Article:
fiction

Sci-Fi, Magic and Love … with some alien aircraft for good measure

Eviction Notice, Robyn Wyrick by capability momA Review of Eviction Notice, by Robyn Wyrick

While I don’t get paid to read, I do get asked to review books (free books!) and a chance to break out of my usual reading mode and it’s good for me to shake things up. For example, my children encouraged me to read The Hunger Games trilogy and now I am also a fan – even of dystopian fiction.

Eviction Notice is not dystopian fiction but a mash up of sci-fi, love, friendship, crop circles, teens, large space ships and ensuing battles, aliens, magic and reconciliation in a tremendously engaging story – I read it straight through (and had to wrest it out of one teen’s hands) over Thanksgiving break.

The book opens with an alien attack over fields in central Iowa and our narrator (Sarah Jones, a senior in high school) is dead by page six. Not an auspicious beginning I know, but hang in there.

The first chapter reads like the opening shot of a great action movie and it is no surprise that the author is also a screenwriter and is working on the screenplay now. Mr. Wyrick wrote with Amy Adams in mind for the role of the main character but I think Jennifer Lawrence might be a good choice, too.

In a flashback, you meet the main characters in rapid succession:  Alice Able, (her attempt to take her own life is interrupted by, of all things, aliens), Johnny (town Sheriff and overall good guy and former flame of Alice), Sarah Jones and friends (who pulled the prank of making a crop circle that called on the attack) and a motley but interesting group of aliens who have various roles in the planned removal of all life forms (it involves more paperwork than you might think).

A great read from start to finish, this book is a pleasurable escape into an alternate reality. Funny, insightful and smart, I wanted to follow the characters into their next adventure and given the ending, I may just see some of them again soon.

Click on the image to buy this book, also available in ebook.

Author info:

Robyn Wyrick

Leftovers: A Novel by Arthur Wooten – A Review

Leftovers: A Novel is the latest novel by the wonderful Arthur Wooten, (“If Armistead Maupin and David Sedaris had a love child, it would be Arthur Wooten.” – Greg Archer, The Huffington Post). Leftovers has a strong female protagonist, in the 1950s no less, and manages to capture the spirit of the time period with a peek into the years of change to come.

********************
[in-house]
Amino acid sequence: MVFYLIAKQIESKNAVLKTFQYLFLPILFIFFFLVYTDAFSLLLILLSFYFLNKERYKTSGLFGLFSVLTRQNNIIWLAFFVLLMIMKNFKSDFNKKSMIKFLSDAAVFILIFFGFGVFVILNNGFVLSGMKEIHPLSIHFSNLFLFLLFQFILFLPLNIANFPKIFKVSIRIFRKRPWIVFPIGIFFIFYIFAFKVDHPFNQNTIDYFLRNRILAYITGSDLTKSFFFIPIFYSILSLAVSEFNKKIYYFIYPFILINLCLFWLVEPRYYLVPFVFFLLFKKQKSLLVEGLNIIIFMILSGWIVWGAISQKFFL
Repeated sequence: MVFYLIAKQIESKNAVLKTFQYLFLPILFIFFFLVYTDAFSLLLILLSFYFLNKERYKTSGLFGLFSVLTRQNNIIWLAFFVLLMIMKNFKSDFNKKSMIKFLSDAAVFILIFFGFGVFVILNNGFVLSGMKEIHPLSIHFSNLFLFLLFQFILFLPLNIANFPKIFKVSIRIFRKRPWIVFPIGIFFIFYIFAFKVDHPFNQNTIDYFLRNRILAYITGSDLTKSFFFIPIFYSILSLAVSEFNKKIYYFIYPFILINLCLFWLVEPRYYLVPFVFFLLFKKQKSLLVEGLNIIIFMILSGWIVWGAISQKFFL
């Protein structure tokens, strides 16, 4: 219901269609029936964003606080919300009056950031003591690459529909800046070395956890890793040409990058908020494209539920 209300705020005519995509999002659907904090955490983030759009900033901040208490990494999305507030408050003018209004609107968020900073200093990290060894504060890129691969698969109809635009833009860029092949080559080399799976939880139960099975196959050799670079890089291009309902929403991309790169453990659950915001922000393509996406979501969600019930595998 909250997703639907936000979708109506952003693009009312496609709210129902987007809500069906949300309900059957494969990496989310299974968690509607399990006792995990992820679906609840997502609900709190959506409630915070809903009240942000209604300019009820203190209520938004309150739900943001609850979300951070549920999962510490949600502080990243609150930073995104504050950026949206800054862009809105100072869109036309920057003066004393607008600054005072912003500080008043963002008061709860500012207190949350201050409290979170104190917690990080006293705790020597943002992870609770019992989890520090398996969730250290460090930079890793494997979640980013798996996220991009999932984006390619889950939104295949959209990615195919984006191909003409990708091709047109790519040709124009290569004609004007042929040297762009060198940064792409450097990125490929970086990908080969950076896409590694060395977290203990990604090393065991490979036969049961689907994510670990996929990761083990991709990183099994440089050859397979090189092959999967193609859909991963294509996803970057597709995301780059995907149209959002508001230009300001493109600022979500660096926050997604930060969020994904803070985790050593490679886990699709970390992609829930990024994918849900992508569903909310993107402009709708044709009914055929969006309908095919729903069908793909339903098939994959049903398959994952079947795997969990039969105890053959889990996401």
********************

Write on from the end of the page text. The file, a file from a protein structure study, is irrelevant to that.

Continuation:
Our heroine, Vivian Lawson, is beautiful, smart, hard-working, driven and only slightly damaged but not at first. When we first meet Vivian, she is a hot mess of a 50’s housewife leaving a wrecked marriage to a disaster of a man and even her own (moneyed and coldly critical) mother barely has time for her. Vivian trawls around town in a dowdy old shirt dress (not belted due to an early childhood trauma) and spirals into a bad place but she pulls herself together with help from her friends and the not to be underestimated transformational power of Tupperware®. Her personal and professional growth are compelling and you cheer for her to succeed. Vivian has a way with people that surprises even herself; she is self-deprecating, funny and utterly believable as the self-proclaimed worst cook on the planet and using this gift, manages to climb the ranks of Tupperware sales in a bold way.

Arthur Wooten captures the wonderful parts of this time period and even references an all-time favorite book, Marjorie Morningstar, much to my happiness. Show tunes, bad decorating choices and a make-over from on high make this a read you will not want to miss. No spoiler here, you’ll want to read all about Vivian’s travels yourself. Here is the link to Arthur Wooten’s site – if you haven’t read anything by him yet, you will thank me. You are welcome. If you have, then you know you are in for a treat.

About the author:

Arthur Wooten is the author of the critically acclaimed novels Leftovers, Birthday Pie, On Picking Fruit and Fruit Cocktail. He’s also penned the children’s picture book Wise Bear William: A New Beginning and the collection of short stories, Arthur Wooten’s Shorts. A playwright, his works include the award winning Birthday Pie, which had its world premiere at the Waterfront Playhouse, Key West, FL. His one act plays, Lily and The Lunch, have been produced Off-Off Broadway and for two years he was the humorist for the London based magazine, reFRESH. Arthur grew up in Andover, MA and now resides in New York City.

Cream puffs, a rainy day and a book

Book Group book

Of all the kids in the seventh grade at Camillo Junior High, there was one kid that Mrs. Baker hated with heat whiter than the sun.  Me.”  So starts the The Wednesday Wars,  a Newberry Honor winner and deservedly so. It is set in 1967 and the hero, Holling Hoodhood (a name if there ever was one), is starting seventh grade and convinced his teacher is out to get him.  It is funny and beautifully written and appeals to young and old alike.  Shakespeare, baseball, acceptance of others and all in one great read.  The cream puffs are there, too, and you will want at least one after this book, maybe two.

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